Mesh networks aren’t new. They’re already in use in some businesses and on military bases with their own isolated networks. But now you can also optimize home or office connectivity with Mesh Wi-Fi.

How Mesh Wi-Fi works

With Mesh Wi-Fi, you’ll place several smaller, connected devices around the house or office. Instead of having one central routing hub linking Wi-Fi signals via radio waves to the modem, you’ll have many access points (also known as satellites) capturing and rebroadcasting the routing signals you need for connectivity.

Benefits of Mesh Wi-Fi

Having ready access to a strong, reliable Wi-Fi signal wherever you are in your home or office is a good thing, but that’s not the only advantage of Mesh Wi-Fi. Other benefits include:
• Greater speed. With all access points broadcasting the same signal, you can cut the lag from having multiple, simultaneous connectivity requests.
• Better coverage. Typical Mesh Wi-Fi router devices claim to cover from 4,500 to 6,000 square feet.
• Ease of use. The typical Mesh router system is automated and provides a mobile app for easy management, even remotely.
• Integration with other Smart Home devices such as Alexa is often a feature.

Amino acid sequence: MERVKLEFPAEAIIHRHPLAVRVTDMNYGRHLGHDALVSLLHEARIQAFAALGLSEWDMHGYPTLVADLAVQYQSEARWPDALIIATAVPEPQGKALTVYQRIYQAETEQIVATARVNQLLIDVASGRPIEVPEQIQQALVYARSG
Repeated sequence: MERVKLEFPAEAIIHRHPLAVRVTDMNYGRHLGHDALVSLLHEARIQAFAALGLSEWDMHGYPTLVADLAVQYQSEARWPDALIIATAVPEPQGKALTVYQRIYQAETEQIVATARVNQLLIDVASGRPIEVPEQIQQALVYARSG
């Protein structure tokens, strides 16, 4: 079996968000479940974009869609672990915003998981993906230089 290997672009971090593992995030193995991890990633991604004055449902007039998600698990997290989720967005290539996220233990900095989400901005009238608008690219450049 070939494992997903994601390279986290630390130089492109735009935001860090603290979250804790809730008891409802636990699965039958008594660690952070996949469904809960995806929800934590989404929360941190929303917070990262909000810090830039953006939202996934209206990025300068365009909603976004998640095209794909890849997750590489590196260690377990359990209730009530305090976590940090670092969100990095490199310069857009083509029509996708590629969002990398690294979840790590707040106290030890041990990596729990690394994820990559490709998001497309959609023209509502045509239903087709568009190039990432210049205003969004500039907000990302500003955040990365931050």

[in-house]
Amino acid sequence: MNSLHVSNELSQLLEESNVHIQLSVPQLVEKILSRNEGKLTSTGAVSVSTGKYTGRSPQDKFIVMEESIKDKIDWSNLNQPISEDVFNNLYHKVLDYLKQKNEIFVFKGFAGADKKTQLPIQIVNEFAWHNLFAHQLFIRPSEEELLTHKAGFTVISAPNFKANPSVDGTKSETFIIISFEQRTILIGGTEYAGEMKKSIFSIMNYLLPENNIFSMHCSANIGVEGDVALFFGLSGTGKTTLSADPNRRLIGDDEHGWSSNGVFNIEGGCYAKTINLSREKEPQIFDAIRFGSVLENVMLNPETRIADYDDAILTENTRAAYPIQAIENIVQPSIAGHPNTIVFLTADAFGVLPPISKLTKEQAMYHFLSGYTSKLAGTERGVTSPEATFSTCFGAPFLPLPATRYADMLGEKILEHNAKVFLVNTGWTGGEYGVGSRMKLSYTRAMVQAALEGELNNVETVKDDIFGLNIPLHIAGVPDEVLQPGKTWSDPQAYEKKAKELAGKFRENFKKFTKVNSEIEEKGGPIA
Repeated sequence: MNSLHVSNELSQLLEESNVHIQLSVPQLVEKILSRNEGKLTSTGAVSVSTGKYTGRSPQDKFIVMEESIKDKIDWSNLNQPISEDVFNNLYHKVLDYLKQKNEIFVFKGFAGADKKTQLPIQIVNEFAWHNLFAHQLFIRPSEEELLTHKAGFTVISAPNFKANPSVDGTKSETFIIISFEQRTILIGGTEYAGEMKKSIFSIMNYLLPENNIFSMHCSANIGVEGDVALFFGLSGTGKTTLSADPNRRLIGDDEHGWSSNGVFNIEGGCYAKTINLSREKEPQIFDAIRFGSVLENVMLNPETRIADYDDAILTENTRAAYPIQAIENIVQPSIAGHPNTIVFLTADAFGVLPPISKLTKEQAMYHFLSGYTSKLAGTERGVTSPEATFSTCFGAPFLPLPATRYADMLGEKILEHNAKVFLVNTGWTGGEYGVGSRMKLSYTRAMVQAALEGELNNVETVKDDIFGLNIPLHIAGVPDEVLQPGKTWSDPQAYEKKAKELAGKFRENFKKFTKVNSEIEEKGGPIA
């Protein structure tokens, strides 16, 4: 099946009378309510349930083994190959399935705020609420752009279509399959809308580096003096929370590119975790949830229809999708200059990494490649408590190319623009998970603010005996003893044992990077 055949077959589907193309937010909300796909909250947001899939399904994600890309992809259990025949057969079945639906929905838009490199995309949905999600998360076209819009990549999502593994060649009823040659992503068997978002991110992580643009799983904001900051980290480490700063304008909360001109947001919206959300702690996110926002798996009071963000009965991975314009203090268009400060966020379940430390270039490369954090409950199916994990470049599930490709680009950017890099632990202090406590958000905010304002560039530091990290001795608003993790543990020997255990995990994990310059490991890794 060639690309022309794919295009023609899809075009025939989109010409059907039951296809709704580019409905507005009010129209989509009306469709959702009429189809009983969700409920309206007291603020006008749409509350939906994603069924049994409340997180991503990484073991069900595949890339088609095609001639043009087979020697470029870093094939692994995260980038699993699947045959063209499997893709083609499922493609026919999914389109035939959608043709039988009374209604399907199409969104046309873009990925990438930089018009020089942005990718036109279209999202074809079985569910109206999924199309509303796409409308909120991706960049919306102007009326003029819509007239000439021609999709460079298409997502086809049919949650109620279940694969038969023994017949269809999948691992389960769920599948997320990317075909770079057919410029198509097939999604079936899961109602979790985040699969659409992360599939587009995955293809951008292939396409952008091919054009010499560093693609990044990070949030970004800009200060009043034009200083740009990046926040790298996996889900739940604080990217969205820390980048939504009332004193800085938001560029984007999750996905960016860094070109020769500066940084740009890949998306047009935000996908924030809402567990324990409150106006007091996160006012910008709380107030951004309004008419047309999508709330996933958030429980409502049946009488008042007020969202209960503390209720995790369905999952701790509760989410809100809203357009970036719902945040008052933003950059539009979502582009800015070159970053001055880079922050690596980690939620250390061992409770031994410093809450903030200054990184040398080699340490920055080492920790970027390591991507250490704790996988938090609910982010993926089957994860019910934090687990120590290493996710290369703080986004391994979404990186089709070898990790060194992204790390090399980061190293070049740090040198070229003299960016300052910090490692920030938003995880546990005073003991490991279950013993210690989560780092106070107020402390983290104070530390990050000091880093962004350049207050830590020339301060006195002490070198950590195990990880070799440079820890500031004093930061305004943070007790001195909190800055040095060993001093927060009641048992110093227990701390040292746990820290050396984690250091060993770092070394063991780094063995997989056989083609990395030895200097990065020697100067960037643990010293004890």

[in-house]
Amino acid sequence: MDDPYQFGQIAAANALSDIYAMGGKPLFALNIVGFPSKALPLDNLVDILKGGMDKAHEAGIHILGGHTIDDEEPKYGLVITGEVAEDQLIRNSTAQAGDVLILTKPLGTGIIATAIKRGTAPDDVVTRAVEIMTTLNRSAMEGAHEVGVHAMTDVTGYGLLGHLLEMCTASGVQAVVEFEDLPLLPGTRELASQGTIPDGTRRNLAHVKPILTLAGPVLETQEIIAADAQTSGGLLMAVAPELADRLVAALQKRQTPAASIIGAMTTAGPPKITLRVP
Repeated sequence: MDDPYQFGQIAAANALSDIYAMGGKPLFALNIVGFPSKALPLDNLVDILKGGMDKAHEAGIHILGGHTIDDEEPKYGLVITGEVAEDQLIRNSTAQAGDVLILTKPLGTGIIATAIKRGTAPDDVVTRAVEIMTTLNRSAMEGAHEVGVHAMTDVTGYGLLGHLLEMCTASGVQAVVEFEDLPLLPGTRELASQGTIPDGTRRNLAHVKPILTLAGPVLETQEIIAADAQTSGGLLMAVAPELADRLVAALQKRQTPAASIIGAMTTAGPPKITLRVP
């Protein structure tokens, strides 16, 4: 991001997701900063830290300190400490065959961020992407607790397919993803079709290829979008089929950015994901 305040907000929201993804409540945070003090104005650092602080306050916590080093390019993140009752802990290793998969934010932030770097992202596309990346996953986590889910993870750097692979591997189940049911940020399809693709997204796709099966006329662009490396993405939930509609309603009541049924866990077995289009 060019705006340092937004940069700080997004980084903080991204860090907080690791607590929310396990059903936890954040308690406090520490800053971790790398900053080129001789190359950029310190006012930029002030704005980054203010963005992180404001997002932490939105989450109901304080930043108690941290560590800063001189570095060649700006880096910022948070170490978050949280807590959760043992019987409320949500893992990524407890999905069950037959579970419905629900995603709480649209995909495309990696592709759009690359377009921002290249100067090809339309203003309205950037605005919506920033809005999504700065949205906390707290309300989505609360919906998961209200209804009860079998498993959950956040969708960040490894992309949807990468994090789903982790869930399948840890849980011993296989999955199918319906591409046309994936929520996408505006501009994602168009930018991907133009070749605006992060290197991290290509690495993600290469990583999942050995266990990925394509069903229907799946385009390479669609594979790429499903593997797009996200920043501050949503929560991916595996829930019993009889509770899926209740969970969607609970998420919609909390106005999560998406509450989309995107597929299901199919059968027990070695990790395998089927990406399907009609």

• Parental controls are available with certain brands of these router systems.

Securing your Mesh Wi-Fi

Just as with traditional Wi-Fi, the security of your Mesh Wi-Fi will depend on your keeping your router devices safe. This means:
• changing the device’s administrative credentials and password from their default settings;
• setting up devices to automatically check for and install security patch updates;
• changing the network name to something unique, not something that immediately identifies the network as yours (e.g. if you live at 804 Water Road, don’t call your network 804 Water);
• setting up a guest Wi-Fi network allowing visitors to log on instead of providing every guest to your home with your access credentials.

You’ve read the Pro’s – what are the Negatives?

The main consideration is cost – as you can appreciate, multiple devices mean more expense.

Consider: How often do you have connectivity issues? How many Wi-Fi dead zones are you dealing with? What’s your budget? And do you really want several more devices strewn around your house? You might need only to set up your traditional router and modem more efficiently or use Powerline technology if you have enough power sockets.

The important thing is to find out which is the best technology for your circumstances.

Want to learn more about dealing with slow connectivity or dead spots in your home? Give us a call on 01455 209505. We can help you decide on the best Wi-Fi connectivity option for your needs.

Why Computer Repair Is Best Left to Experts

Professional Computer Repair is Better - here's why

When computers go wrong, people often turn to a friend or family member for help in the moment and we quite often hear customers say that they “know someone who knows about computers”. Think of it this way, though: driving a car doesn’t mean you can fix one. Having a lot of cars doesn’t show the owner knows what to do when one of those vehicles breaks down.